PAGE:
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Re: Question about desired max-bundle behavior with remote offers.

From: Harald Alvestrand <harald@alvestrand.no>
Date: Mon, 25 Apr 2016 10:07:59 +0200
To: Eric Rescorla <ekr@rtfm.com>
Cc: "public-webrtc@w3.org" <public-webrtc@w3.org>
Message-ID: <571DD05F.9090809@alvestrand.no>
Den 18. april 2016 01:12, skrev Eric Rescorla:
> On Wed, Apr 13, 2016 at 7:12 AM, Harald Alvestrand <harald@alvestrand.no
> <mailto:harald@alvestrand.no>> wrote:
>     On 04/13/2016 01:26 AM, Taylor Brandstetter wrote:
>>     My initial assumption was that the only purpose of the
>>     "max-bundle" policy was to create "bundle-only" media descriptions
>>     in an offer.
>>     But a question came up recently: What happens if you receive a
>>     non-BUNDLE offer when the max-bundle policy is configured?
>>     Should the PeerConnection:
>>      1. Allow this, and negotiate multiple transports?
>>      2. Reject (port 0) all but one of the media descriptions?
>>     An application developer may be surprised if they configure
>>     max-bundle, but end up non-bundled. But conversely, they may be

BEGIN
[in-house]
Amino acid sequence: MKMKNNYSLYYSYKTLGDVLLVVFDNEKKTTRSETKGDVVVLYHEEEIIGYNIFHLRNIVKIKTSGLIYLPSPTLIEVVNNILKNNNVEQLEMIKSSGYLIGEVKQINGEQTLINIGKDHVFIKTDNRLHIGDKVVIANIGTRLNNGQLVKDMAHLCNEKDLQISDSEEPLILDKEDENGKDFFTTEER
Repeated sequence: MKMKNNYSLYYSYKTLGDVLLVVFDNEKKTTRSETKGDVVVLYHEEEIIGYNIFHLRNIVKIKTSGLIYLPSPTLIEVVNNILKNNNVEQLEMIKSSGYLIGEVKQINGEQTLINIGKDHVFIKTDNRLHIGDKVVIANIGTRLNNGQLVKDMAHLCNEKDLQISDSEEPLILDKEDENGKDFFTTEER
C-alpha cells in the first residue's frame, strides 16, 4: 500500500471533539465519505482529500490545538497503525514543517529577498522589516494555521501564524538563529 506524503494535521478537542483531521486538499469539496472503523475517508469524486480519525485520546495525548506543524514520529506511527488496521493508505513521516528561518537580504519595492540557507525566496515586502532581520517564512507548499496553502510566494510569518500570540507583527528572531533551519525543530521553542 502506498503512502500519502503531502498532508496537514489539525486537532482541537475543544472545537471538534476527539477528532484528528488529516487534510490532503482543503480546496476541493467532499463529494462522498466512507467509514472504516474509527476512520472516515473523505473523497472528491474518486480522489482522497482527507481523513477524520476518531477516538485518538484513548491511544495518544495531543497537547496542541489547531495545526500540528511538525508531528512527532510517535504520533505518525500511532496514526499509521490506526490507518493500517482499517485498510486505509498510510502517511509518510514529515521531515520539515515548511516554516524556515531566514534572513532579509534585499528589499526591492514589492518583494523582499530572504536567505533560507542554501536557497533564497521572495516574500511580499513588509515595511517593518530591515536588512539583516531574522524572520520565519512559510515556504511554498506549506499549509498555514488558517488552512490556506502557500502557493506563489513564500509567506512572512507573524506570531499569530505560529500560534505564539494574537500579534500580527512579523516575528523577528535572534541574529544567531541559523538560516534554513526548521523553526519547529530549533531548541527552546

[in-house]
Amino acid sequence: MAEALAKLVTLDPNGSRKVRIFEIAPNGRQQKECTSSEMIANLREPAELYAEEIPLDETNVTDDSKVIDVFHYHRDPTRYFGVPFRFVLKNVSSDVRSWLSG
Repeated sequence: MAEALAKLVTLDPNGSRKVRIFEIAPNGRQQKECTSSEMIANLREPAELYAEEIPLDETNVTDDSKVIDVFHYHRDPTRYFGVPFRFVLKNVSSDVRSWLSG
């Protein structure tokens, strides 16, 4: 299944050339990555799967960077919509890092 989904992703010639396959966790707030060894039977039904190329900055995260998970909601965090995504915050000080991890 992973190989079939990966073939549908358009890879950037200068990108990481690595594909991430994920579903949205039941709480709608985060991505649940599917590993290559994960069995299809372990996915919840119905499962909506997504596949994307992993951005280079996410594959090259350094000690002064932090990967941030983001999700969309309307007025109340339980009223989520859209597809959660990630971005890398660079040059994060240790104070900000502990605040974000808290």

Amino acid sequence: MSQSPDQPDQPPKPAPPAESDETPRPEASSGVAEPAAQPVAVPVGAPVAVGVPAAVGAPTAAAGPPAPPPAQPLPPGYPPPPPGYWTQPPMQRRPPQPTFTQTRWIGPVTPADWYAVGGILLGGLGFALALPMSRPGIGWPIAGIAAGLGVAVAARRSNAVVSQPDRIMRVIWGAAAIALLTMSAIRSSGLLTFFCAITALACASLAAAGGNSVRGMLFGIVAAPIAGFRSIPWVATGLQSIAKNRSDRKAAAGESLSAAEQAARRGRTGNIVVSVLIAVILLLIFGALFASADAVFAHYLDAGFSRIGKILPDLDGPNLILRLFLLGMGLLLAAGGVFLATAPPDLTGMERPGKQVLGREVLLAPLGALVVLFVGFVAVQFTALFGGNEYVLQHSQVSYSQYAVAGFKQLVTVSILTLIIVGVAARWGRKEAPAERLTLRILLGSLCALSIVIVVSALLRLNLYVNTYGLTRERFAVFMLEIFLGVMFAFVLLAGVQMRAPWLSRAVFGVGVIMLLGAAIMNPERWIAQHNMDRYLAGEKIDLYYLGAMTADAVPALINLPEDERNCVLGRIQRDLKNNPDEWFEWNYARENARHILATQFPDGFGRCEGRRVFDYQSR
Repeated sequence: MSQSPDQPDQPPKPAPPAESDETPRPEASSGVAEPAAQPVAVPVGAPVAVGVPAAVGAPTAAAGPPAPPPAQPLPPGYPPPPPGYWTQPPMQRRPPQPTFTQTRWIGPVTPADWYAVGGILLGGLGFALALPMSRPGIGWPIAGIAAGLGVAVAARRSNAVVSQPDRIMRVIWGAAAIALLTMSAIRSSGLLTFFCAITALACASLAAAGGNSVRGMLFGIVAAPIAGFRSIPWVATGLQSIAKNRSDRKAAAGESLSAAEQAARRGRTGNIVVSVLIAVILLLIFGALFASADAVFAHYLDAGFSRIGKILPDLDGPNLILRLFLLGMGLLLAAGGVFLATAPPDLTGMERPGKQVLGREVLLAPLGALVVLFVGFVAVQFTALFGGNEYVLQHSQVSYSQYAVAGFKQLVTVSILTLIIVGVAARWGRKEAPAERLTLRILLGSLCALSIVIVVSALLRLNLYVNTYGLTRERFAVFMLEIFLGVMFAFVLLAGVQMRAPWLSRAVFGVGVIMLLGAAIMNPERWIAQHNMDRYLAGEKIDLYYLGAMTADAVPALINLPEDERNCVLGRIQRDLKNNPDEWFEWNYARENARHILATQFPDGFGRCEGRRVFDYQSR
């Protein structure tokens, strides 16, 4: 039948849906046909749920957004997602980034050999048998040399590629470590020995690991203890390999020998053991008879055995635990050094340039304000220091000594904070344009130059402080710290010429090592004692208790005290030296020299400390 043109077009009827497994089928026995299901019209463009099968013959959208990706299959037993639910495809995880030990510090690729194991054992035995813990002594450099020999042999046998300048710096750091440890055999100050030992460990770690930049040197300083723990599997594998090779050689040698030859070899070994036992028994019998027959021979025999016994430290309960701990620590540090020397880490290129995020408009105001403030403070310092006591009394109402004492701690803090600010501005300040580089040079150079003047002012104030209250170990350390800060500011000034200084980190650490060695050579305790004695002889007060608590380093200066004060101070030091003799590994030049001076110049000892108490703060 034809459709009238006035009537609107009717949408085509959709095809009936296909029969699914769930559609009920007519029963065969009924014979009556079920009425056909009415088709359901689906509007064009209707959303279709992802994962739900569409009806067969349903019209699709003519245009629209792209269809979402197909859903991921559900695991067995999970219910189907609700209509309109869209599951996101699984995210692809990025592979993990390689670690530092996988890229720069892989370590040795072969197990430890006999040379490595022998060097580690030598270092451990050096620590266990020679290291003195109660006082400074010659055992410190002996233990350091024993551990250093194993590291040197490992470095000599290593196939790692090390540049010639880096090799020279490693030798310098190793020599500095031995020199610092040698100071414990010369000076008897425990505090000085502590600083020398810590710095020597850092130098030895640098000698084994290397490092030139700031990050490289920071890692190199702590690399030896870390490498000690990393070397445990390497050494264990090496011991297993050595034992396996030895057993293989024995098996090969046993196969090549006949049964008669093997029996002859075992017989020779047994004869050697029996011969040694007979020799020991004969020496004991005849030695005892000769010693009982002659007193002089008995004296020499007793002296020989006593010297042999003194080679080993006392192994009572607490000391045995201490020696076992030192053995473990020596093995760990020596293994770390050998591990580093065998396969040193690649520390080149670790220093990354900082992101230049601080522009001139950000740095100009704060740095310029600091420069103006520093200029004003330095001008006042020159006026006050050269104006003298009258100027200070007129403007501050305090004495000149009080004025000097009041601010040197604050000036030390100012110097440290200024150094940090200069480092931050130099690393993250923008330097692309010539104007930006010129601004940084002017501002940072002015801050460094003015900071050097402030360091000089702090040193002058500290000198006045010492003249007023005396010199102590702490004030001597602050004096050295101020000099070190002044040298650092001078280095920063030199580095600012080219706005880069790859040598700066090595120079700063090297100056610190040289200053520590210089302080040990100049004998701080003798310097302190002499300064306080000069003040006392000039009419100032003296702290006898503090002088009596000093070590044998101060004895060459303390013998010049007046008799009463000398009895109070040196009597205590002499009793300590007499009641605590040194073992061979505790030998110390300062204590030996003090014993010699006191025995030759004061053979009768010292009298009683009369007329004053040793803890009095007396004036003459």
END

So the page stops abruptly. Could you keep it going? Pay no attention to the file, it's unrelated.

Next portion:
>>     surprised if media descriptions are rejected for no reason other
>>     than the bundle policy.
>     My immediate reaction (on the general principle that "negotation to
>     less functionality should always work") is that the developer's
>     setting for max-bundle policy affects offers created by the local PC
>     only; if the implementation is at all able to accept the remote
>     side's offer, it should accept it.
>     I think we still require all implementations to support multiple
>     transports.
> I think we should reject this for the same reason that we reject non-mux
> offers when mux=require. It avoids situations where two endpoints can
> initially communicate but then cannot if a subsequent negotiation
> happens in the other direction.

Can you give an example of a negotiation where this would happen?

If we accept the premise that renegotiation can't change the
"bundle-only" property of existing m-lines, I don't see how we can get
into trouble.
That is:

(A doesn't bundle, B has policy max-bundle)

A: Offer X, Y
B: Answer X, Y (no bundle)

Policy alternative 1, B tries to bundle what it can:

B: Offer X, Y, Z, W; Z and W are bundled, W is marked bundle-only
A: Answer X, Y, Z; rejects W, since it was marked bundle-only

Communication continues on X, Y and Z

Policy alternative 2, B understands that bundle-only won't succeed

B: Offer, X, Y, Z, W - doesn't bundle, or bundles Z and W with no
A: Answer X, Y, Z, W - no bundle

Communication continues on X, Y, Z, W

I don't see the failure scenario that rejecting the initial offer would
help us avoid.
Received on Monday, 25 April 2016 08:08:32 UTC

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